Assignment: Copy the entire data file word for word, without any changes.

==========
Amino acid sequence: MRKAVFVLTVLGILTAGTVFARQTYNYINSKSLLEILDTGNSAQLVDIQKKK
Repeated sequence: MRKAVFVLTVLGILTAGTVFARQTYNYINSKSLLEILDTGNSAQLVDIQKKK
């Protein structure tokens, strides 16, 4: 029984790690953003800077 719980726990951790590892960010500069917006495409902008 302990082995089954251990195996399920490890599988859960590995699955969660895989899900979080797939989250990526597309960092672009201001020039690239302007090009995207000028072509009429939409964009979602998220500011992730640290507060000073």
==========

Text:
Amino acid sequence: MRKAVFVLTVLGILTAGTVFARQTYNYINSKSLLEILDTGNSAQLVDIQKKK
Repeated sequence: MRKAVFVLTVLGILTAGTVFARQTYNYINSKSLLEILDTGNSAQLVDIQKKK
């Protein structure tokens, strides 16, 4: 029984790690953003800077 719980726990951790590892960010500069917006495409902008 302990082995089954251990195996399920490890599988859960590995699955969660895989899900979080797939989250990526597309960092672009201001020039690239302007090009995207000028072509009429939409964009979602998220500011992730640290507060000073």